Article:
Mad, as if in Prayer

The Theseus needs no weapons. It needs no drones. It is equipped to absorb and evade a certain percentage of incoming attacks, but rarely must it withstand more than two volleys, because our crew includes no fewer than four Mantis soldiers, whose modus operandi is to teleport onto an enemy ship and massacre its crew. When a Mantis falls in battle, a clone appears in the cloning bay moments later. When an enemy crew attempts to resist destruction by retreating to their healing bay, we fire a lockdown missile to seal the poor devils in the engine room, for instance, where our Mantis killers cut them down. As a last resort or diversion, we deploy the mind control system and turn one human rebel against his fellows.

In this era of rebellion, the Federation has placed its hope of preservation in the Theseus. We, its captains, administer bloodbaths in the course of our mission. Purportedly, officially, we are fully justified in employing our methods, however brutal they may seem to our colleagues, however much those colleagues may whisper behind our backs, however uneasy it makes them that we command a Mantis ship and hire as many Mantis soldiers as will fit in the hold. The few other members of our crew would rather not work with Mantises, just as the other races of the Federation at large would rather not count the Mantis among their allies; but our crew will not mutiny, and the Federation will not part ways with the Mantis. Without the Mantis, the human rebels would surely conquer the Federation.

Other captains destroy rebel ships—in accordance with their code of honor, they suppose. We are content to slaughter rebel crews. Leave the ship intact, we say, only wash the deck in human blood. Other captains panic when the enemy boards their ship; we relish the opportunity to send our Mantises into the breach. Long have we felt an affinity for these overgrown insects, this teeming intergalactic pestilence. We could not, any longer, bear to command some other crew, some group of men or women who valued their lives. The Mantis take no prisoners and refuse to be taken. An individual Mantis may die, but another of the same name will presently take its place. The Mantis do not rest until the enemy ship is drifting uselessly, lifelessly in space. Likewise, we do not rest until the enemy ship, unscathed, falls silent. What a pathetic delusion is a code of honor when seen through the Mantis eye.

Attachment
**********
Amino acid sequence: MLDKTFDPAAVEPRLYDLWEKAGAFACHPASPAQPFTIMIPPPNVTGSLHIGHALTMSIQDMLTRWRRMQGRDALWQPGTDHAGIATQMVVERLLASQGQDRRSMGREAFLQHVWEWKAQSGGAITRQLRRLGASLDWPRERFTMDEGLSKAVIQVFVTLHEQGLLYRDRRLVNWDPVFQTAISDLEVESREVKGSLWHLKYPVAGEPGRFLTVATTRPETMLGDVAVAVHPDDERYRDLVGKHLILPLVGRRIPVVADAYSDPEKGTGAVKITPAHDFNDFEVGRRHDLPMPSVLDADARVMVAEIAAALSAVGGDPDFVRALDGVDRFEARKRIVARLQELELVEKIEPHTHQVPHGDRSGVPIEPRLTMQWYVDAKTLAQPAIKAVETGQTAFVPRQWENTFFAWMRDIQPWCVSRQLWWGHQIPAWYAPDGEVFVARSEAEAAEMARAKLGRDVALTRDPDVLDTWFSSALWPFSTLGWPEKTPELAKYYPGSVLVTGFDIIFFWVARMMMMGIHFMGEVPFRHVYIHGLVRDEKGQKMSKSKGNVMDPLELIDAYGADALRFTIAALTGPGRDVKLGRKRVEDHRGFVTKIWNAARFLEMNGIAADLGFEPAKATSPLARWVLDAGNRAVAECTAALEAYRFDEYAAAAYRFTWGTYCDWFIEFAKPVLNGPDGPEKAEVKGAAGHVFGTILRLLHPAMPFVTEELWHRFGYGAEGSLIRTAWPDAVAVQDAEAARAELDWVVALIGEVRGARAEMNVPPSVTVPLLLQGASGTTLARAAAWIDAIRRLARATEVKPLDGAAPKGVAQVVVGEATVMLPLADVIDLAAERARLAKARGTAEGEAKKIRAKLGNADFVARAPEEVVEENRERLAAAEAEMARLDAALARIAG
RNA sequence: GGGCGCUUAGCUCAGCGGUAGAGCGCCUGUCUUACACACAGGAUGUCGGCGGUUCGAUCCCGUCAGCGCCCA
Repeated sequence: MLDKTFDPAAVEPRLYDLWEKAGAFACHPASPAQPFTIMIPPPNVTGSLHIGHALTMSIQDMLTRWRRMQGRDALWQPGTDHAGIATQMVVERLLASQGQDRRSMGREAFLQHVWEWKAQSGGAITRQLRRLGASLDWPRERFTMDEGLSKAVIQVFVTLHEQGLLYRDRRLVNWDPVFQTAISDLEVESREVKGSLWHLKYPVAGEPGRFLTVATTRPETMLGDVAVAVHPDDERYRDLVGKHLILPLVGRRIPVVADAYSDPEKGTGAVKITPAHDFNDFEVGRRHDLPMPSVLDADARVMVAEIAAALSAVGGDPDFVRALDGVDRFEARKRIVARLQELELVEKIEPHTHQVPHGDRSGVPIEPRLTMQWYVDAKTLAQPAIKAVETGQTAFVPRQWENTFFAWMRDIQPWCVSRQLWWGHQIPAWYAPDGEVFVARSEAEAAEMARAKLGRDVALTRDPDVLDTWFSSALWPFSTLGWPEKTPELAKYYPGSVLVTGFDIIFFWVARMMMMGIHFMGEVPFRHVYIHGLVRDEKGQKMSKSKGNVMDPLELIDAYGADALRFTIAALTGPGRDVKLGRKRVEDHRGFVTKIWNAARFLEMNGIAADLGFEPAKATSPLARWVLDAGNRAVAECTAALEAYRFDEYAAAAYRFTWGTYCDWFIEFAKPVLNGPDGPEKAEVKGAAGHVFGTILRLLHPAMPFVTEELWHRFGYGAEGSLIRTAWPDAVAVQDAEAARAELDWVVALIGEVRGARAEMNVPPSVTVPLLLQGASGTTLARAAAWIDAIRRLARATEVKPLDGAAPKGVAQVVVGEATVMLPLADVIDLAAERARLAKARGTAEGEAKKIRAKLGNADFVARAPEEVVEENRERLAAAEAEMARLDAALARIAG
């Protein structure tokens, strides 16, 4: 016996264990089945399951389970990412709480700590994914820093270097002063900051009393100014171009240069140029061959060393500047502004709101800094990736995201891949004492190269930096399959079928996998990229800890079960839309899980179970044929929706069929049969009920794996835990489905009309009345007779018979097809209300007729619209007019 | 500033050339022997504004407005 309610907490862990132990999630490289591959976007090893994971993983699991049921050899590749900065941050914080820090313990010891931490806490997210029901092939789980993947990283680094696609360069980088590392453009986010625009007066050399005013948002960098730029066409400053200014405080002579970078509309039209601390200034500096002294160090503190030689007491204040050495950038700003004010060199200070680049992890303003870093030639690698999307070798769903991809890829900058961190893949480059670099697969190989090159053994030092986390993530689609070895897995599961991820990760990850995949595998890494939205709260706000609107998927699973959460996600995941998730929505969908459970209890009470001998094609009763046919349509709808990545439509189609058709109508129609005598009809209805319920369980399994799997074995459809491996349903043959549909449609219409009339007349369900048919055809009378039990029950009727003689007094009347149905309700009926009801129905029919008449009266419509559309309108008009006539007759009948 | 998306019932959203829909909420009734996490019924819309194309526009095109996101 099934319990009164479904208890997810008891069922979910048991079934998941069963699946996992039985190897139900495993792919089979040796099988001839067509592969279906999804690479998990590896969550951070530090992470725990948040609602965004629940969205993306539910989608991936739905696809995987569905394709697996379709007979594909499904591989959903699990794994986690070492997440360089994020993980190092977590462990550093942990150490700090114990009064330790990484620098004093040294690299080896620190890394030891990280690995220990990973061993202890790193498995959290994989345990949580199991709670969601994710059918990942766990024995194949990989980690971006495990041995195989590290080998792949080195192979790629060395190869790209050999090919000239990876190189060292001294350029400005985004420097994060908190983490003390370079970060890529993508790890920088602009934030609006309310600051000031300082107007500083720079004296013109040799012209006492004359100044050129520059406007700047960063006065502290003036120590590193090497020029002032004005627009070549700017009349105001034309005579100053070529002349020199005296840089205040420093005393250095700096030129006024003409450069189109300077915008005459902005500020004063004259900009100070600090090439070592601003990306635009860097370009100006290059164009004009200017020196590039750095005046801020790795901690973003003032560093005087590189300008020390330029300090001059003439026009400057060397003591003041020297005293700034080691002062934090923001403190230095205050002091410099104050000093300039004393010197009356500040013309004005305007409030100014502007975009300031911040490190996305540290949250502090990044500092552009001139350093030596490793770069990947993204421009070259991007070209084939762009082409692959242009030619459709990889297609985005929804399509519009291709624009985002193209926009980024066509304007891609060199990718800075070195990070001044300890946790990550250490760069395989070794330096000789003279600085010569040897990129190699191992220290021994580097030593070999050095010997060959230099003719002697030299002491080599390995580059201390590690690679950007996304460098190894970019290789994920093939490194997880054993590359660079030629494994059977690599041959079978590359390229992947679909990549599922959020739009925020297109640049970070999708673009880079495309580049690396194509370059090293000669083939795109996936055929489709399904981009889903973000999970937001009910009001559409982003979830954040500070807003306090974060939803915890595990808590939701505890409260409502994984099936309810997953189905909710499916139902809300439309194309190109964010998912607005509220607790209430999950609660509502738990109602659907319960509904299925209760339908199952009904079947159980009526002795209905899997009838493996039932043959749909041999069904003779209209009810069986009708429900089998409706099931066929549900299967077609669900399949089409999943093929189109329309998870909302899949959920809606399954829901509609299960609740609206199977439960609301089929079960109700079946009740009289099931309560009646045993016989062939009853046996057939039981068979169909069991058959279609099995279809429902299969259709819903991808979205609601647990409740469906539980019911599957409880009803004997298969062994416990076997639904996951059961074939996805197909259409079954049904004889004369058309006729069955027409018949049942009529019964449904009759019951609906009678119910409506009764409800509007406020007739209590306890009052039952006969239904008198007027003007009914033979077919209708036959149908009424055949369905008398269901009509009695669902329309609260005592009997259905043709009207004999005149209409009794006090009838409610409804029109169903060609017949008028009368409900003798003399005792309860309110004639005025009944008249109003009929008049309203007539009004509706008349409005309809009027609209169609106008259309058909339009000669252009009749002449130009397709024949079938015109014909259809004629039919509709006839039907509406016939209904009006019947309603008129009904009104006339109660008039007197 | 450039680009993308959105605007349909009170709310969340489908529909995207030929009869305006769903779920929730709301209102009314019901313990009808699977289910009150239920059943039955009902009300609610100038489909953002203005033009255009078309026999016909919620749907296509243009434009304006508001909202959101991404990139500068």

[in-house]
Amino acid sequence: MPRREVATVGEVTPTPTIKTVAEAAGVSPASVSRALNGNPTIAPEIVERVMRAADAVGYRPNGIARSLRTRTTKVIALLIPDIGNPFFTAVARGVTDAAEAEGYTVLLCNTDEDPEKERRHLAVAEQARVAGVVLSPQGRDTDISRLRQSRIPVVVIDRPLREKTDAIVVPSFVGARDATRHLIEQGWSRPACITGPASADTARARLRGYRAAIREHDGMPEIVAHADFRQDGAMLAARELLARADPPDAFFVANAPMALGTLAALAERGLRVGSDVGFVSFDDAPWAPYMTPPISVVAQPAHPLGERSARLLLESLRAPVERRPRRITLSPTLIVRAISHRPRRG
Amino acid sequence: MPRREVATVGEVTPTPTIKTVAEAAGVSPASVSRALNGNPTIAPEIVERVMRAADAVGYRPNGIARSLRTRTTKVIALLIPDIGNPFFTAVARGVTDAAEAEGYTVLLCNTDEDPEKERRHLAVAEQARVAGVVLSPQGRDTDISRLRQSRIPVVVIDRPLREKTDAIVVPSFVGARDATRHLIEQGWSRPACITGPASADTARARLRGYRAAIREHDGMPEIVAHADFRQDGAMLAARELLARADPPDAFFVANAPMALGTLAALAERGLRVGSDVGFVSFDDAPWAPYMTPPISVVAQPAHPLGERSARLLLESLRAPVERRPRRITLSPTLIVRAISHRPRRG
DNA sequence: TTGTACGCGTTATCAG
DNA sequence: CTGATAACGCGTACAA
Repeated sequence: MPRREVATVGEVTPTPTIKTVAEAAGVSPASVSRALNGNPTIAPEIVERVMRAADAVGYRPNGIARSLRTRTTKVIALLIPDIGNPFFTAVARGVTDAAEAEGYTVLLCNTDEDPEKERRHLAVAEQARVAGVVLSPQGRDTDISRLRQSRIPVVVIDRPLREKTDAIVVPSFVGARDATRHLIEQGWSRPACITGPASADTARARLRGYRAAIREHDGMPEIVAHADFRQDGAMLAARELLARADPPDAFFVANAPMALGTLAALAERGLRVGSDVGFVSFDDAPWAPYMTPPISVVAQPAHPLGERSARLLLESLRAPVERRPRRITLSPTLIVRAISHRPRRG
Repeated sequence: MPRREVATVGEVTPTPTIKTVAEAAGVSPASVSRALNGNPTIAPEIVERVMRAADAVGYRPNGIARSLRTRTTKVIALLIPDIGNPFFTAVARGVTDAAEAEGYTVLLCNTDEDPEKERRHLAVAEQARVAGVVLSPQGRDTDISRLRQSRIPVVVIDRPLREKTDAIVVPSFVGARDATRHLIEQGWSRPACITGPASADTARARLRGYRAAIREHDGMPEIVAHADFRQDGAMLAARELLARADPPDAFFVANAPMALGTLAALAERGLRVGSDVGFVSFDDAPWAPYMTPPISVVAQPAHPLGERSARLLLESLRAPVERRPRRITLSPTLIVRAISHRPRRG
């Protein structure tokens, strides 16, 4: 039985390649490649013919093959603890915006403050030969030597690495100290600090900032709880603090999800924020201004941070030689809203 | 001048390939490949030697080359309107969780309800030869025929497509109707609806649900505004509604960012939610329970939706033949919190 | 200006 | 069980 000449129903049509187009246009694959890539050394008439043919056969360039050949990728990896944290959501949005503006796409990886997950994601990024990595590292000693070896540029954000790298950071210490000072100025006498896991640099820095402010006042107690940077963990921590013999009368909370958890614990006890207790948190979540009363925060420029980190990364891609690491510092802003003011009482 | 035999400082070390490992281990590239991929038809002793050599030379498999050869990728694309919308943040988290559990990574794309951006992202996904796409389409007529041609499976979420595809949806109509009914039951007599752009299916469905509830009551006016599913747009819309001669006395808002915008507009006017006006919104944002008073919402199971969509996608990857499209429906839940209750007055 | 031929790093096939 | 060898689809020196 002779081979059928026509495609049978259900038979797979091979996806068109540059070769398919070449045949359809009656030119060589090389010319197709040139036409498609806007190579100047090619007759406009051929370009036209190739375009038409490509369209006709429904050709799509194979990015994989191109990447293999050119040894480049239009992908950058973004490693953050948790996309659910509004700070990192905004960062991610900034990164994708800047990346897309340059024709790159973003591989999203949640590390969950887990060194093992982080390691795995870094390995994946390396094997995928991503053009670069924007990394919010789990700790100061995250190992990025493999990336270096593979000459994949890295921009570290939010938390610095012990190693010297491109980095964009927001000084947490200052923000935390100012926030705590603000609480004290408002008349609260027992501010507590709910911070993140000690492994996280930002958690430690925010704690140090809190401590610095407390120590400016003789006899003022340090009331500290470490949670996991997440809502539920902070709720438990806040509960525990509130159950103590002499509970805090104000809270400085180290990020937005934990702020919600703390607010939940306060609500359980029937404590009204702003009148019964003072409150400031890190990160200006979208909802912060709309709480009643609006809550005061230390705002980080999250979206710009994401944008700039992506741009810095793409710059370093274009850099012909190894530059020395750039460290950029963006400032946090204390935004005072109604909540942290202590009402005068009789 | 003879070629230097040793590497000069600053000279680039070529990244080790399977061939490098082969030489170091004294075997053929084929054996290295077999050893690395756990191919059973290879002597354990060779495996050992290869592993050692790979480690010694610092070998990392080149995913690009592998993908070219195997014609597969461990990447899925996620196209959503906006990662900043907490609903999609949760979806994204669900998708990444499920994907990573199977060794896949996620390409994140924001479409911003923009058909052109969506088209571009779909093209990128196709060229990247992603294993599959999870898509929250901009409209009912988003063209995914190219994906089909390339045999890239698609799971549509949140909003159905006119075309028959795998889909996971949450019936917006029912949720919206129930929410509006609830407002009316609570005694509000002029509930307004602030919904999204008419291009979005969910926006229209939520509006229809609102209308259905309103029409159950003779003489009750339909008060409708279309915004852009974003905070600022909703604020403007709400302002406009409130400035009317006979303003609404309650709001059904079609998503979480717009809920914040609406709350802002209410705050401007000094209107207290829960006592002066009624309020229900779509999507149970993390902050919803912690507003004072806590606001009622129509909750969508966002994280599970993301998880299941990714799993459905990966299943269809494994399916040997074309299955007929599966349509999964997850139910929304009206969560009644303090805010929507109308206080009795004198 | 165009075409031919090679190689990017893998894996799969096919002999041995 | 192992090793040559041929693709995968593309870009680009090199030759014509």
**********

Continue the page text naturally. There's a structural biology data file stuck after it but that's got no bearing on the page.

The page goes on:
One single worry, and one only, keeps us up at night. What if, in the crucial moment, in the last battle, we encounter a self-captained ship? What if, after we had killed an entire crew of eight men and women, in short order and with no little relish, the ship’s computer were then to assume control? Our Mantises are capable of demolishing a ship, slowly but surely, by smashing its systems one by one. And our Mantises have no fear of perishing in the wreck, for their selfsame namesakes will appear aboard the Theseus in short order. But what if the enemy ship’s computer were to erect a shield that blocked teleportation? What if the enemy ship’s computer were to fire drones at the Theseus, set its rooms ablaze, take control of Nazia’s mind, or Monsvik’s, or Ferry’s? A Mantis mind is not difficult to dominate; it possesses no resources with which to resist subjugation.

What gives us no peace, what haunts us even in that sublime moment following a battle, in that quiet moment of mandibular clicking and mechanical buzzing, is the dim recognition that our dream means something different from what we have dreamed it meant. The overflowing, inextinguishable life, the metastatic vitality of the Mantis, is not, as we had thought, or as we had wanted to believe, the true apotheosis of our vision. If someday the final battle takes the form that our nightmares take, of an automated terror, then it will have been the enemy, not we, who followed the argument to its furthest conclusion. The enemy, not we, will have realized that the best way to extinguish enemy life is not to inundate it with irrepressible Mantis life, but rather to calculate, with mineral efficiency and mathematical precision, the complete, irrevocable dissolution of living matter. These Mantis butchers, our proxies in the battle against recalcitrant humanity, would then dissolve into space like so many atoms, like so many monads without purpose.